Personal income in the U.S. is largely dependent on schooling and geography.  The median individual income is $32,140 a year.  4% of that is $1,285.  Spread over a year it’s $107 per month.  For the average individual, cutting $107 per month is probably doable.  It’s certainly not austerity, dramatic or draconian.  Let’s keep that in mind as the rhetoric heats up – knowing that the $1.5 trillion in cuts isn’t evenly spread over 10 years as in the example – it’s weighted towards the later years, so it’s more like 2% being cut in the near future – or using the average individual they’d have to find $50 per month in savings. 
It is simply not sustainable to spend more than is brought in.  My own situation proves it – after having been a part of the upper wage earners for a number of years, my story became like millions of others through lay off and depleted resources resulting in bankruptcy.  (See previous blogs for that journey.)  One of the consequences of that is that I can’t spend more than I bring in – there is no credit available to me.  It’s not austerity, it’s prudence.
The U.S. (and indeed the global) economy would benefit from such prudence.  It’s na├»ve (being kind) to think that there will be a balanced budget in the near future.  It’s also not Armageddon if 4% of the expenditures are cut to begin to align income and expenses.  What’s particularly frustrating about this issue is that it shouldn’t be partisan.  As citizens we should demand that our Government responsibly manage our resources.  Each political party can (and should) argue about how to raise money and what that should be spent on – but whether we spend more than we bring in should no longer be a point of disagreement or negotiation.  Getting the media and politicians to align on that would be opening a vein in that turnip.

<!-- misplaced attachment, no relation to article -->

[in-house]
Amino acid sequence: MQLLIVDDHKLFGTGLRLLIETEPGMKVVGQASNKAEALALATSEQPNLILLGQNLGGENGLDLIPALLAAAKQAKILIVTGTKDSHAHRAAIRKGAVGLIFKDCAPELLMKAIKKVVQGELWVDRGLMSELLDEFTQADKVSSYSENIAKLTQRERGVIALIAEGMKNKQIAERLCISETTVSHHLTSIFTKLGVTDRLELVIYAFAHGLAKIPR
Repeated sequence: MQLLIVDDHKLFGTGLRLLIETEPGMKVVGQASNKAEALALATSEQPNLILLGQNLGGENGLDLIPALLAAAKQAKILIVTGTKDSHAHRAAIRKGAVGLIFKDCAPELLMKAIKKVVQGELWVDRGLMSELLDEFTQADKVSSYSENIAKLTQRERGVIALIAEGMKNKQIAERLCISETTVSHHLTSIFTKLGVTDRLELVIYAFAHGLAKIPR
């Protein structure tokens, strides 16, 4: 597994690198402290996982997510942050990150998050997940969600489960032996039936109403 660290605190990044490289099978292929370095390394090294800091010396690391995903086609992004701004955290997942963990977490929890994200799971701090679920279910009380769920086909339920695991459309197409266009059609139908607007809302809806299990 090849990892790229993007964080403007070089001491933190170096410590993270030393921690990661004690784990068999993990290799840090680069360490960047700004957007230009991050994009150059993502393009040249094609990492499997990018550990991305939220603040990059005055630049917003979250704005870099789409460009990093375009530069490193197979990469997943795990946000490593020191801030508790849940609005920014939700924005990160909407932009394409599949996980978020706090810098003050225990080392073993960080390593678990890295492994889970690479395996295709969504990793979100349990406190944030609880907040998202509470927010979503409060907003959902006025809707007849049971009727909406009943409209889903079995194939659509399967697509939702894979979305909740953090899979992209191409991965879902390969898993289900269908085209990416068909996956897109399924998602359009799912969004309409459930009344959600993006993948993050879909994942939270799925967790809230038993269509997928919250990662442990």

Thursday, June 14, 2012

Leaking Freedom

It’s Flag Day.  It’s a commemoration, not a holiday (unless you live in Pennsylvania.)  The Second Continental Congress resolved on June 14, 1777 to adopt the flag as a symbol for the emerging union and in 1917 Flag Day was created.  Flags are symbols of patriotism and symbolic of the ethos of the country they represent.  The United States of America represents freedom and justice and the stars and stripes are a potent reflection of those aspirations.  Today what’s being waved is not the symbol of freedom, but instead a construction flag.  Detour ahead.

To kill or not to kill wasn’t the question last week…why the people of the world were giving Barack Obama a pass on his kill list was.  Turns out that wasn’t the issue that riled the politicians, talking heads and blogosphere.  David Sanger, the New York Times reporter who has broken a number of stories on National Security – including the Kill List story and the U.S. Cyber War against Iran spoke on Reliable Sources about Senator Feinstein calling for a hearing on how he got his information.  Somehow the reporter and his sources have become the issue.

Rather than focusing on the substance of the issue – that the President of the United States is personally choosing which of his fellow Americans and others should be exterminated without any attempt to use the Rule of Law – the Administration has successfully framed the issue as one of finding who leaked classified materials.  The bulk of the media and pundits have fallen in line with the narrative.  Politicians are suggesting that the reporter be prosecuted.  The Justice Department has launched a dual investigation.  "The unauthorized disclosure of classified information can compromise the security of this country and all Americans, and it will not be tolerated," Attorney General Holder said.
The last major instance where the hyperventilated claim that the release of classified information would compromise security was the Wikileaks release of materials in 2010.  Private Bradley Manning was arrested and held for nearly 18 months before being charged.  He was put in solitary confinement and left naked for days on end.  When his sanity was becoming an issue due to being held under non-Geneva Convention conditions, he was finally moved and ultimately charged though his trial was further delayed last week so he won’t face his accusers now until early 2013, nearly 3 years after being imprisioned.  (This from the same military that expunged a Marine for a Facebook post in a matter of weeks.)

Over 18 months have now passed since Julian Assange (founder of Wikileaks) was placed under House Arrest in England on Sweedish sexual assault charges.  On May 30 he lost his appeal and will be extradited.  At the same time the world’s financial and technological institutions coalesced together in an attempt to shut the organization down.  No major bank (let alone credit card) will process donations to the group, and Amazon which hosted large portions of the data cancelled their contract.  It’s impressive (and eerie) that these major industries have bowed to Administration pressures rather than capitalizing on economic opportunity.  What are the protecting?